Last season was a first for your's truly. I had never before covered a sporting event with a camera from the sideline. When Roy asked me to start writing for the site, we were much like the bulk of Hokie Nation, living in far flung places and watching the events unfold on television. It was an interesting gig. You could let someone else sweat the details of where to be, and what to shoot. You could concentrate on the game, and scream your fool head off for your team. You could go to the bathroom or grab some snacks from the kitchen. It's a nice comfortable place from which to cover games, I must say that right up front.
EXCEPT, it is just not the same as actually being there. I suspect that most of you have heard of the "Hokie Bucket List" thing. Well, some people, marketing and journalism majors with sports somewhere in their concentrations, athletic staff, and the security-event management folks are all used to it by now; but your standard ordinary every day Hokie is limited to an occasional bleacher appearance at Lane. That's not a bad thing, mind you, I loved every minute of every game that I attended and could stay-cold and arthritis don't mix. (Except the last 2 of the 2009 Nebraska game that I'd like to forget and my wife will remind me about until they close the lid and turn the key. We won't speak of that mistake.)
Last year, we left the tony ‘suburby’ environs of Northern Virginia for a much smaller and more sedate life in Blacksburg. That change afforded us the opportunity to step up a notch in coverage. Pete Moris graciously allowed us a trial run at the 2016 Spring Game, and the rest was history. We truly thank Pete and his staff for taking the "New Media" seriously and appreciate the privilege, greatly. There was one surprise that came in the media credentials package for last season. Roy had tossed out that maybe someone could come up with a camera and he'd apply for a Media/Sideline pass. We weren't a photography shop so it was a stretch, but both Joshua and I know how to take pictures and Josh had a nice Nikon digital SLR that might do the trick, so we told Roy to go ahead and give it a try. The smiles all started when I picked up that package of game credentials in August of 2016. We had six Press Box Passes as promised. Those gems were accompanied by six more media/sideline passes. You can talk about that Hokie Bucket List all you want, but it's time to add one old Hokie's dream shot from his 9th grade photojournalism class.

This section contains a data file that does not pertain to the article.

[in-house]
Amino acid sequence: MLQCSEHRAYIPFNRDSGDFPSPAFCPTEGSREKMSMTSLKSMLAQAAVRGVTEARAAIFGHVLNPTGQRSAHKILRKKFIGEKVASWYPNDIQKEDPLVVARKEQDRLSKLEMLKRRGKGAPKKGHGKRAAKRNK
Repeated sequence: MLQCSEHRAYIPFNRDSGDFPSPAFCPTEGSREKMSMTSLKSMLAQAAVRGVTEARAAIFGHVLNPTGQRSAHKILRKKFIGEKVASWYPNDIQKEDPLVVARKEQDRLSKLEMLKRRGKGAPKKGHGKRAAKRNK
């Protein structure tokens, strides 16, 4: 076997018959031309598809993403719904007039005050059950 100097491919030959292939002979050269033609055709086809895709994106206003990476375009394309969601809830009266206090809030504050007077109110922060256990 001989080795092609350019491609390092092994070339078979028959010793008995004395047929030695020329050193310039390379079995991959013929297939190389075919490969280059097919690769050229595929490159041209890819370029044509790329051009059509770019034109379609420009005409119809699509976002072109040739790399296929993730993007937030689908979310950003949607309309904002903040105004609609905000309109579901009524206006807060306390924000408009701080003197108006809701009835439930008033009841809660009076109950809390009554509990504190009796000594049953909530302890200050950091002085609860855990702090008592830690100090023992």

Well, a call to old BlueLoneWolf ended up with a "Sorry Dad, I use the camera for work, and it's in the office." The old Sony was so slow, and the memory sticks so little I might have gotten 20 or 30 shots if I was lucky. So, I swallowed big, went to my significant other of nearly 30 years, then... and asked if it was in the family budget, if I punted every Christmas and Birthday gift for the next several years to go out and buy a digital SLR of my own. She grimaced but like a trooper who knew that this was something special got into the Jeep with me and headed to the local department store where we knew a really nice Canon Rebel EOS was listed for a significant discount. It had a good lens, and took sports action shots - something that it was rated highly for doing well. I ordered a 128GB SD high-speed memory card, and the 2016 season was about to get going in a very different way than any other season for me.
Let me tell you that there just really isn't a manual for how to cover football games on the internet. Well there are some published site specific media guides and some stadiums have their rules of behavior plastered here and there, but really it's one of those dive in, ask questions, apologize profusely to the turks, and remember what you are supposed to do sorts of adventures.
Game Day requires a little bit of planning, and as the season progressed, my skills, and understanding of just what I was doing got more complete. I was reviewing pictures, there are thousands, for various summer articles, and even I could tell that with each game I became better and better at choosing angles, getting lined up, and getting clear of bodies that sent the camera into focus hell.
So, want to know what's it like? I'll tease a few things, here, but you'll have to wait because along with "A View from the Sideline" we are going to add “Covering the Hokies” which will be little color article about covering the game; outtakes, sights from behind the scenes at Lane Stadium (or FedEx), shots of what it's like to be on the sideline and press box, that sort of thing. It might not be on a fixed schedule every week, but this season we’ll give everyone a little peek at what it’s like to cover the Hokies. The first installment will be special because it’s the FedEx Game with West Virginia.
It’s one week and one day until kickoff. Stay tuned; get signed up for SB Nation and Gobbler Country so you can join in on the thread, Jay’s GIFs, maybe some pictures, too.